Michigan State found Paul Davis open on the baseline on their next possession. He went up for what looked to be the exclamation point two-handed dunk. But Brunner slid over and and reached up for what looked like a game-saving block. The crowd initially erupted, but a late whistle turned into Brunner's 5th foul, and with 1:25 left, it looked like all hope was lost.
Just when Iowa needed help the most, Paul Davis missed both free throws. On the other end, Jeff Horner drove into traffic and threw up an off-balance runner that somehow kissed the backboard and spun into the basket, and a ref's whistle pierced the frenzied screams of the crowd......count the basket! But Iowa's magic act would end there. The refs somehow called Horner for a charge (yet counted the basket). I've never understood that call, and I won't pretend to now. I will say that on the news it looked like the MSU player was clearly under the basket when Horner fell onto him after his shot.
The call proved to be the rally killer, as MSU made two free throws on Horner's foul to reach a 5 point lead, then added six more in the final minute as Iowa scrambled to stop the clock. All in all, it was a great effort from a group that looked overmatched against the Big Ten's best defense.
- Mike Henderson got the start in Pierce's old lineup spot, with Hansen, Haluska, Brunner, and Horner taking their usual spots. Henderson played 33 minutes, which was exactly what I was hoping Alford wouldn't do. He adds nothing to the offense - he can't shoot from anywhere on the floor and he doesn't create shots for anyone else. Just what you want from a ballhandler, right? He either brings the ball up the court, or catches it at the top of the key and dribbles off a few seconds before passing it to the wing. It just seems redundant to me to have Horner and Henderson playing together when you could bring Reed in to add another scoring option. People will argue that Henderson needs to be in the game for his defense, but I wasn't too impressed with his D yesterday. It seemed like he was always getting beat far from the basket and then running to catch up to his guy. Whatever you think his defensive value is, I don't think it comes close to making up for his lack of offense. To his credit, though, Henderson did play those 33 minutes without a single turnover.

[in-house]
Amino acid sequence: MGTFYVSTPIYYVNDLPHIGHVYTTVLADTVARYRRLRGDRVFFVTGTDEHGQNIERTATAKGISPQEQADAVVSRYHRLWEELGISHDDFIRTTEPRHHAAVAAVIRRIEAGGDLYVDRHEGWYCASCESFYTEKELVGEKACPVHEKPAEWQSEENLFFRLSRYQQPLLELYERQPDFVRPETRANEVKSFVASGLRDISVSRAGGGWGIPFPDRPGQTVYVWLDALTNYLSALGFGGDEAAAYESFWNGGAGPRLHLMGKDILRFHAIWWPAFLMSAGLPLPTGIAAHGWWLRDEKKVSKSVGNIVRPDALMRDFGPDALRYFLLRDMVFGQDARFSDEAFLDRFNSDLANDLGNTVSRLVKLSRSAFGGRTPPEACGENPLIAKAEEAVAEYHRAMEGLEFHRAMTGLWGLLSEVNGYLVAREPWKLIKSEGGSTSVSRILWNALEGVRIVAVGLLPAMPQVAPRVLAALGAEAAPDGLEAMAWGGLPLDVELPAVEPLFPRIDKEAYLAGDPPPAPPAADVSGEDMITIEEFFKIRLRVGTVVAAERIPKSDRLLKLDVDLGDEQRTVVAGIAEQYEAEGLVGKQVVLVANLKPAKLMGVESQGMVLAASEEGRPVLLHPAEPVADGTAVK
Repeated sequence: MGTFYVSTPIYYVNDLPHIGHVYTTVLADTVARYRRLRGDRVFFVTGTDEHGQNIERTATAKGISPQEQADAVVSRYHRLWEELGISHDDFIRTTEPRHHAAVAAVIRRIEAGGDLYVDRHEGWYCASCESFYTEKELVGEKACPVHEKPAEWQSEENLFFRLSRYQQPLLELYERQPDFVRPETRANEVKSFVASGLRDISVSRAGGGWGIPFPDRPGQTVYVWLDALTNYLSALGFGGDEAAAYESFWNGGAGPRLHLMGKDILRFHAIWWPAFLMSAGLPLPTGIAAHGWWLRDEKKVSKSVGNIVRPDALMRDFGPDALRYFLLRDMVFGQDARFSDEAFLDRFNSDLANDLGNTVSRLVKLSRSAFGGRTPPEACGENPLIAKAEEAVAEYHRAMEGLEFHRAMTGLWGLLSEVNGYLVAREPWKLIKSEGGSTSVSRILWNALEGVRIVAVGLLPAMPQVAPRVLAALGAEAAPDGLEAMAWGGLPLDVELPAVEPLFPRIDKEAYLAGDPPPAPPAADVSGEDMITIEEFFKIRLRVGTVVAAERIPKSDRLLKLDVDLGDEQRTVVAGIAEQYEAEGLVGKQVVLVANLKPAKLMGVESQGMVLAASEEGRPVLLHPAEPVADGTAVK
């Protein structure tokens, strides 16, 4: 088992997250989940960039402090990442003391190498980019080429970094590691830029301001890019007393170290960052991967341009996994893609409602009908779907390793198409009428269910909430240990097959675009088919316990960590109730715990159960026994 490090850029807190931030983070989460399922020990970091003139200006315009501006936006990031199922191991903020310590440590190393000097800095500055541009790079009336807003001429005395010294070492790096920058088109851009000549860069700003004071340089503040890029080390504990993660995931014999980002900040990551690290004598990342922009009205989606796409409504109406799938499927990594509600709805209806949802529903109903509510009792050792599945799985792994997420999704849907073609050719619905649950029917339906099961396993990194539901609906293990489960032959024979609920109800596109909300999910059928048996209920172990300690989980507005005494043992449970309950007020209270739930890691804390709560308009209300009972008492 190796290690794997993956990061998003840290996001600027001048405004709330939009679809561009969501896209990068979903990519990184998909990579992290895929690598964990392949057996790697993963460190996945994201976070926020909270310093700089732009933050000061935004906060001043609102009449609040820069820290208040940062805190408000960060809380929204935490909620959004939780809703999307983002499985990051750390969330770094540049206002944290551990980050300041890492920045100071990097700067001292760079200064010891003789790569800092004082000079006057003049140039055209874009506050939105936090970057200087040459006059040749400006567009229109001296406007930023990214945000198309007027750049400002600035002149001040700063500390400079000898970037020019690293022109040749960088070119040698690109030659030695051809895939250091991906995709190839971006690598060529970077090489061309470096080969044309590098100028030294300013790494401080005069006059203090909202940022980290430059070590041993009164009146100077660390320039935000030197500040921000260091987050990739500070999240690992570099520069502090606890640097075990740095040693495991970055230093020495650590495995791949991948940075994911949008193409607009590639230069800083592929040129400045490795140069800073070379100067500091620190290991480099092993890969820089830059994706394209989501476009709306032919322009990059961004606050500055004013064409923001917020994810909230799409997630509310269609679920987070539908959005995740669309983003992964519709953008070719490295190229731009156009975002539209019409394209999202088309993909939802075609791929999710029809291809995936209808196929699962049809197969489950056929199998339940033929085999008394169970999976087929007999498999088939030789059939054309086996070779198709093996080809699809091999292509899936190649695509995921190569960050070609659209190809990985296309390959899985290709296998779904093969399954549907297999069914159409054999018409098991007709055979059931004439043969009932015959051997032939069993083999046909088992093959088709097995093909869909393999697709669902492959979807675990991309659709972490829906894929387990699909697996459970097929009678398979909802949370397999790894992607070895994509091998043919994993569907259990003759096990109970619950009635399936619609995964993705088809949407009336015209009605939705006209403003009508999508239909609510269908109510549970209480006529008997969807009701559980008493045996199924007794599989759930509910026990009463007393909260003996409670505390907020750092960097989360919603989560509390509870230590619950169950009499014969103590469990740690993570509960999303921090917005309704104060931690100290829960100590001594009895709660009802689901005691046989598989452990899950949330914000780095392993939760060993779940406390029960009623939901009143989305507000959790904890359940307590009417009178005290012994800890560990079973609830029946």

- Adam Haluska finally stayed out of trouble, played 35 minutes, and became Iowa's primary scoring threat. He, like everyone else, was cold early on but found a way to get to the free throw line. His outside shot continued to falter (just 1-7 on threes), but he attacked the basket often, making several inside baskets and shooting 11 free throws, and ended with 24 points. Haluska has shown flashes of offensive excellence throughout the season, but always seemed like the 4th scoring option because of his reluctance to drive. His ability to score will definitely help soften the blow of Pierce's departure.
- Greg Brunner was great when he was in the game, scoring 16 points and grabbing 7 rebounds, but foul trouble limited him to 23 minutes. Iowa's roster suddenly seems very thin, with Mike Henderson starting and guys like Alex Thompson and Seth Gorney getting minutes when Brunner is on the bench. Brunner will have to stay on the court and out of foul trouble for Iowa to be successful going forward.
- I'm growing increasingly frustrated with Alford's willingness to give away rebounds by starting Erek Hansen. Doug Thomas has outplayed Hansen throughout the Big Ten season, but only through Hansen's foul trouble has Thomas been able to get more minutes. Hansen fouled out after playing only 14 minutes, and failed to grab a single rebound.
- Jeff Horner struggled to get a good look at the basket all game. MSU kept a guy on Horner the full length of the court, and Jeff could only muster 2-12 shooting against the pressure, including 1-7 on threes. He, like Haluska, mitigated the cold shooting by getting to the line. Horner had been struggling with free throws, but came up big in hitting all 8 of his attempts.